Norbert Wiener penned his famous The Human Use of Human Beings almost 70 years ago. It was a fresh look at management and management theory and birthed the field of cybernetics, effectively introducing automation to management theory. Wiener was instrumental in looking at business coordination as a process integrating people and machines (cybernetics) to produce products efficiently. Today’s management training programs in social science, mathematics, psychology, etc. appear unable to understand this integration process. Managers may therefore have communication issues with colleagues in a common workplace.
Management’s Big Job
The role of the business operations systems manager is to coordinate people, departments, equipment, raw materials, etc. to meet a goal–i.e., a product, process, service, or the like. This management responsibility extends to employee hiring, utilizing people in team development, external and internal contract negotiation, budget allocation, facility construction and maintenance, and equipment development to produce an end product. Even when this person is a systems person, this actual managing person is the “go-to” in a company to get things to happen and accomplish the company’s goal. Northrop Grumman’s Manager of Operations Programs, Eric Schaudt, says it very simply, “The operations department actually gets the job that the company needs to get done, done.” The Bureau of Labor Statistics anticipates new business ventures will produce a 7% growth in the numbers of these managers from 2014 to 2024. Entry level position is typically at the bachelor’s or master’s level. Certification via the Association for Operations Management in “production and inventory” and “supply chain” management may demonstrate a level of competence for management positions.
Failing to accomplish company goals may occur even with the best of managers and tend to be the result of three categories:
Accountability. Almost half of senior managers fail to require employee accountability because of a desire not to damage the career path of the employee. If there is no accountability, there is no conflict between managers and employees. Managers often avoid conflict, but the role of manager requires accountability. Part of the difficulty relates to our human inability to sufficiently parse a task to measure its success or failure. Yet, a manager is called to define, implement, and evaluate success—a successful manager cannot defer this role.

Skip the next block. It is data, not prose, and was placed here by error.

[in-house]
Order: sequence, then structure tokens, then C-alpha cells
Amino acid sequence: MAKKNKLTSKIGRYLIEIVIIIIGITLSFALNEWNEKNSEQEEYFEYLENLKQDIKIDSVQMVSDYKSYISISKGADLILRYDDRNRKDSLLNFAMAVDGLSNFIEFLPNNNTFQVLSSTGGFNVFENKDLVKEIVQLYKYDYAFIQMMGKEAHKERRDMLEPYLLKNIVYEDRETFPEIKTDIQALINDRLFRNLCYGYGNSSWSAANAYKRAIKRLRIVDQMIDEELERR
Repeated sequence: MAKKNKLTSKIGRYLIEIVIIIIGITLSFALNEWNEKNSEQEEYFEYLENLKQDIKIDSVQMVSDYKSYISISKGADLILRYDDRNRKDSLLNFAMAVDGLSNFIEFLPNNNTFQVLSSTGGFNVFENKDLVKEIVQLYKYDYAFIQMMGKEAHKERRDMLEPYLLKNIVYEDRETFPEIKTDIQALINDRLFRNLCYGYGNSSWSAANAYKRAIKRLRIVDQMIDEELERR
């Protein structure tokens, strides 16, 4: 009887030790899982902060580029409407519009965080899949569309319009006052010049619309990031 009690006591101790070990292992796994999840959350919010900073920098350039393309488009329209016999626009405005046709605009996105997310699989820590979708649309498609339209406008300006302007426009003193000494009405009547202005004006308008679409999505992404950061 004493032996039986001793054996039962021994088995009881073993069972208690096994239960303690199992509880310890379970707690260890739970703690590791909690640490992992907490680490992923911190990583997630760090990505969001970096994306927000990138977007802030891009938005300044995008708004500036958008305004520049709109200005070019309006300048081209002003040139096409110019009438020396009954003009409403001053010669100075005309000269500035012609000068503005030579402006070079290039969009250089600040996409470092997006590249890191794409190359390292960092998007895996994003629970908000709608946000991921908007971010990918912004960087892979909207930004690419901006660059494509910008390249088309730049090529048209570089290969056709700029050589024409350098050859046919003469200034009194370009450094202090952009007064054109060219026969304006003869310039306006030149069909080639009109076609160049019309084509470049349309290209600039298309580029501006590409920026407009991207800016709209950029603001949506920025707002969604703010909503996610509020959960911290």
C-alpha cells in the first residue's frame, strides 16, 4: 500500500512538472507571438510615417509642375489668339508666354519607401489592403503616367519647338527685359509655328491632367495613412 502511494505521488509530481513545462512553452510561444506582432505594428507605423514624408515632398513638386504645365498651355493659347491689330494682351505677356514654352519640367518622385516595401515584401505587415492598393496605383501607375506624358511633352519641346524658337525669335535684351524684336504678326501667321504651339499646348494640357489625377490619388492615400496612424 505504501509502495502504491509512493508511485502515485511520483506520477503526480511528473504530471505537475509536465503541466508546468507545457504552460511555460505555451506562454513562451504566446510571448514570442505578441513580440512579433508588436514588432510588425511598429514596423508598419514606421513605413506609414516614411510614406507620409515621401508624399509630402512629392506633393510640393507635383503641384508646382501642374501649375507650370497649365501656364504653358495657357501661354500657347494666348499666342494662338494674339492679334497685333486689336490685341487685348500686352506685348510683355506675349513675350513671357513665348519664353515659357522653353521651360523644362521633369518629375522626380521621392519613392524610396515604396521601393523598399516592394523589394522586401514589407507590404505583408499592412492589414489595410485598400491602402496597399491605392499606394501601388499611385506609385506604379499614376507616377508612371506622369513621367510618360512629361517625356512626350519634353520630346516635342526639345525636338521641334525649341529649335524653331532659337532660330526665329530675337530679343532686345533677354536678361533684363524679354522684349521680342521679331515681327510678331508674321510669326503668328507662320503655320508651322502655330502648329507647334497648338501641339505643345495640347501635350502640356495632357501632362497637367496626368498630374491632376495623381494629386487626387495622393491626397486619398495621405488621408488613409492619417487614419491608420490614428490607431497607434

Defining Goals. Employee success can only be defined in terms of goals. Common problems result when goals are not established, lack clarity, are based on last year’s data, maybe can’t even be measured, or are so ambiguous that multiple interpretations of the goals and their success are possible. Objectives must be short, simple, descriptive, and measurable. When goals are specific, measuring whether they have been met will be obvious to all, thus establishing a measure of accountability.
Continuing Education. The business manager must be proactive in developing team leadership with a company. Employees and supervisors need continuing interaction with managers to foster understanding of goals and their implementation. Such interaction encourages employee engagement, professional growth in the industry, and provides incentives to employees to maintain their roles within a company. Career support ultimately pays off in employee loyalty and success in company objectives and develops leadership for future projects within a company.
Support for Process
Despite the growth of training programs and MBA graduates, our institutions struggle to address management issues, even losing a sense of direction for management. Management technologies have been developed to assist managers with their overwhelming responsibilities. Management platforms facilitate design, implementation, and supervision of business operations. Available internationally, they utilize graphics and metrics that allow measurement of success or failure, based on company business model, management decision tree, and business entity operations. Moreover, these technologies foster a clear “paper trail” connecting goal setting, operational support, and use of tools for monitoring management processes from product genesis to end-product, as defined by initial goal.
Jennifer Livingston is a freelance writer who specializes on topics related to health, business and marketing. When she is not writing she likes to bake, read and travel.